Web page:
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Safari shares browsing history with Google even without user permission

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Kamal Saini
Kamal S. has been Journalist and Writer for Business, Hardware and Gadgets at Revyuh.com since 2018. He deals with B2b, Funding, Blockchain, Law, IT security, privacy, surveillance, digital self-defense and network policy. As part of his studies of political science, sociology and law, he researched the impact of technology on human coexistence. Email: kamal (at) revyuh (dot) com

When we use Safari as a browser on iOS we are using ( as Apple has expressed many times ) a secure and private browser. This is true to some extent, as there are many nuances when it comes to saying that navigation is safe and private. For example, most search engines we use in Safari collect search data, which is what Google does for example. But even without using Google as a search engine Apple shares the data with them.

There is a small detail in Safari that usually goes unnoticed, although from Crytpgraphy Engineering they have brought to light again. This is the warning that Safari offers when a website is fraudulent. To prevent the user from falling into a trap, most browsers warn of suspicious or confirmed web pages that deceive the user. But how does Safari know that? Google tells him.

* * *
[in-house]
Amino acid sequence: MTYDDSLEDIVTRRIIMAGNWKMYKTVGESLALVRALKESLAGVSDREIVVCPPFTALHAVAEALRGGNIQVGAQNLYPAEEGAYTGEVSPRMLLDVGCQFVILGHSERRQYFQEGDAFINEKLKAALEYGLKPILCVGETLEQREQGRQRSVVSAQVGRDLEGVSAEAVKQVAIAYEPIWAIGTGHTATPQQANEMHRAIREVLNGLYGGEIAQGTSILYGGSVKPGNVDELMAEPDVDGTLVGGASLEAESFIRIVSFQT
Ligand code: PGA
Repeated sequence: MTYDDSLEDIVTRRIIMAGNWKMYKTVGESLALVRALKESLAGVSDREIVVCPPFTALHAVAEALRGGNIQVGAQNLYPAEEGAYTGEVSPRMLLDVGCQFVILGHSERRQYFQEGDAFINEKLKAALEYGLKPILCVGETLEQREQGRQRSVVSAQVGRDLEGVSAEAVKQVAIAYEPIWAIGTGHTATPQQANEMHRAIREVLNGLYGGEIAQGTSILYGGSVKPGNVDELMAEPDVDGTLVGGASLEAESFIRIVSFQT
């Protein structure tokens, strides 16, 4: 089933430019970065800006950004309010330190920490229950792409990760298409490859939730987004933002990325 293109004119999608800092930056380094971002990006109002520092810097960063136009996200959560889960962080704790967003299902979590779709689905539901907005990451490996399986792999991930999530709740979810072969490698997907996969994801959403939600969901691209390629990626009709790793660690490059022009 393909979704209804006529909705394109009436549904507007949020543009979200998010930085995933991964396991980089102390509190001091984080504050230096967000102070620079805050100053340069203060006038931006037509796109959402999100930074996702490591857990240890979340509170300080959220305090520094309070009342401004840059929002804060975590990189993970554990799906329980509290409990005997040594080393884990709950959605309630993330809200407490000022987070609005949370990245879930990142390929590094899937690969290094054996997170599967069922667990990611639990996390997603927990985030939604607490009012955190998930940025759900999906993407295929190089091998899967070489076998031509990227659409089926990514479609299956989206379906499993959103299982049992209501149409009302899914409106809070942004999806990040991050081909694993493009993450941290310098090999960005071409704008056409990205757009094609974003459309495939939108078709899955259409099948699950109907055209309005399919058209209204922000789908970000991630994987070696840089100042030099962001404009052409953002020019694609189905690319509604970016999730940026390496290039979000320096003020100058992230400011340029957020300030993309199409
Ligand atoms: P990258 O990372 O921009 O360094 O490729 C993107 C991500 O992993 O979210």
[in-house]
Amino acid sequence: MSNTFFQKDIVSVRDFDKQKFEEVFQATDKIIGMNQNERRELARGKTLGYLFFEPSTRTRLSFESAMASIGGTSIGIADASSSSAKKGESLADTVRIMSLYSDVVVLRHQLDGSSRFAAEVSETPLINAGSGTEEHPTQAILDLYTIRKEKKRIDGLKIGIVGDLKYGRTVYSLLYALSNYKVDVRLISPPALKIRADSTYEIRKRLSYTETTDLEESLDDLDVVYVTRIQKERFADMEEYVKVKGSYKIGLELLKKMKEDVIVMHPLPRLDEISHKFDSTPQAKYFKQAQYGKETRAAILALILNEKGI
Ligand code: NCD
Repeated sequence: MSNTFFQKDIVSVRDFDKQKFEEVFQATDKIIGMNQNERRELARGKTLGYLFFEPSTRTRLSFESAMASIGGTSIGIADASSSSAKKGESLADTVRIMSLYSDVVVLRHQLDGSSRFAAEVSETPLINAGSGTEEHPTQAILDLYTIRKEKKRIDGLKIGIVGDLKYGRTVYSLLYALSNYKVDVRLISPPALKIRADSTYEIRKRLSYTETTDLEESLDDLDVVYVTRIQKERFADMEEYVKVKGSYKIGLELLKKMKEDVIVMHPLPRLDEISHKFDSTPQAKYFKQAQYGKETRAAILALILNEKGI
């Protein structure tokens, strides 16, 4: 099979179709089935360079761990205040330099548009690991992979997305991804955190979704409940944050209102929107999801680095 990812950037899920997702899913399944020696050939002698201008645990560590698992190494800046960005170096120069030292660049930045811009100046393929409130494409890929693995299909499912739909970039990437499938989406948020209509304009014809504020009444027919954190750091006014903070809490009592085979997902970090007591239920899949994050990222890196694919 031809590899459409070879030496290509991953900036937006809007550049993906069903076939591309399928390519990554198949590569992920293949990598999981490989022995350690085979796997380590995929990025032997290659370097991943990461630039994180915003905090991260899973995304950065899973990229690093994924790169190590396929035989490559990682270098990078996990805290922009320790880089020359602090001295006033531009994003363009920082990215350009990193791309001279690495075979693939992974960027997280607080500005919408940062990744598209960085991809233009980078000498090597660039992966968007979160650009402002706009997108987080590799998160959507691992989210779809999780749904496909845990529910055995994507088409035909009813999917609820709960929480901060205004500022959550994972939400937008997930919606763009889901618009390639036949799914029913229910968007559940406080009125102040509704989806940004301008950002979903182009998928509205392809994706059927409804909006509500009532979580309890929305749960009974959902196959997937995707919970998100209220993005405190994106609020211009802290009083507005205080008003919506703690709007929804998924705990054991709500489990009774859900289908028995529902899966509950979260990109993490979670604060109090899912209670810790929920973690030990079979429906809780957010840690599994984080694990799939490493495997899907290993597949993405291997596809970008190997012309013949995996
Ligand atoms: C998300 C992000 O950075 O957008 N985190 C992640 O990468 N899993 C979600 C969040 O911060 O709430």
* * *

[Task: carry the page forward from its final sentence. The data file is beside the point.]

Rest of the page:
The URLs that the user visits and also his IP

Basically what Safari does is share the URLs that the user visits with a Google database to see if it matches any website in the list of fraudulent websites. This is done before visiting each URL and as indicated by Apple in the privacy terms of Safari, the information can be sent to Google’s servers to verify the information. They add that in addition to the URLs, the IP addresses of the devices from which the web is accessed are also registered. The latter is key, the IP registration makes the data no longer as anonymous as they could be if only URLs are shared.

This is not really a novelty, for some years Safari has shared this data with Google Safe Browsing (name that receives the Google service that detects fraudulent websites). However, there are more, since iOS 13 the privacy terms have changed to also include Tencent and its Tencent Safe Browsing service. Similar to Google, this service of the Chinese company also collects URLs and IP addresses to verify that fraudulent websites are not accessed.

Given that Google is not available in China, it would be logical to think that the data is sent to Tencent if the user is in China or has a Chinese Apple ID (as is the case with iCloud servers in China). There is no further clarification by Apple to confirm the data of which users are sent to Google and which to Tencent. Both companies appear in the privacy terms of all iOS users globally.

As expected, the information that comes out of the iPhone or iPad tries to always be as anonymous as possible. However, it is still curious how, although the user tries to avoid it at all costs, the data can be shared with third parties such as Google or Tencent. And without the user even knowing.

Via | Crytpgraphy Engineering

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